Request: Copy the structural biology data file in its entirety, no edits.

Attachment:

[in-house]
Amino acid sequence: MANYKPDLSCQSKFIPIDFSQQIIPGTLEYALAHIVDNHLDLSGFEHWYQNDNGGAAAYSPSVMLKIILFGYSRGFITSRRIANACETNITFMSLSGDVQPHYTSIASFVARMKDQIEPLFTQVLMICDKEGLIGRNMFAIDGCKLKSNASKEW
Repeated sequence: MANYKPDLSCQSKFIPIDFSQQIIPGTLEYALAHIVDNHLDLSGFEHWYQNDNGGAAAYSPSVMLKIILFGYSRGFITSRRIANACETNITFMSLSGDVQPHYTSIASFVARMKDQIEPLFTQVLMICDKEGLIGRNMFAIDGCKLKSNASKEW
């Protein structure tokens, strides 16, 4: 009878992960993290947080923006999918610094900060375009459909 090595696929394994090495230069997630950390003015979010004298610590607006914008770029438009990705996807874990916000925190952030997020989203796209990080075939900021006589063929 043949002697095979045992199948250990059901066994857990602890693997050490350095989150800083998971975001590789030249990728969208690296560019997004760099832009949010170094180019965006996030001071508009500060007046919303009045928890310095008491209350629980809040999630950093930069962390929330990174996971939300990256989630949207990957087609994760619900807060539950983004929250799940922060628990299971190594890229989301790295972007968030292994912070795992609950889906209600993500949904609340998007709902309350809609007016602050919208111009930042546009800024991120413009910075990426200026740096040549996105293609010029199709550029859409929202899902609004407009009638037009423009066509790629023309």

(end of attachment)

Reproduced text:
[in-house]
Amino acid sequence: MANYKPDLSCQSKFIPIDFSQQIIPGTLEYALAHIVDNHLDLSGFEHWYQNDNGGAAAYSPSVMLKIILFGYSRGFITSRRIANACETNITFMSLSGDVQPHYTSIASFVARMKDQIEPLFTQVLMICDKEGLIGRNMFAIDGCKLKSNASKEW
Repeated sequence: MANYKPDLSCQSKFIPIDFSQQIIPGTLEYALAHIVDNHLDLSGFEHWYQNDNGGAAAYSPSVMLKIILFGYSRGFITSRRIANACETNITFMSLSGDVQPHYTSIASFVARMKDQIEPLFTQVLMICDKEGLIGRNMFAIDGCKLKSNASKEW
């Protein structure tokens, strides 16, 4: 009878992960993290947080923006999918610094900060375009459909 090595696929394994090495230069997630950390003015979010004298610590607006914008770029438009990705996807874990916000925190952030997020989203796209990080075939900021006589063929 043949002697095979045992199948250990059901066994857990602890693997050490350095989150800083998971975001590789030249990728969208690296560019997004760099832009949010170094180019965006996030001071508009500060007046919303009045928890310095008491209350629980809040999630950093930069962390929330990174996971939300990256989630949207990957087609994760619900807060539950983004929250799940922060628990299971190594890229989301790295972007968030292994912070795992609950889906209600993500949904609340998007709902309350809609007016602050919208111009930042546009800024991120413009910075990426200026740096040549996105293609010029199709550029859409929202899902609004407009009638037009423009066509790629023309």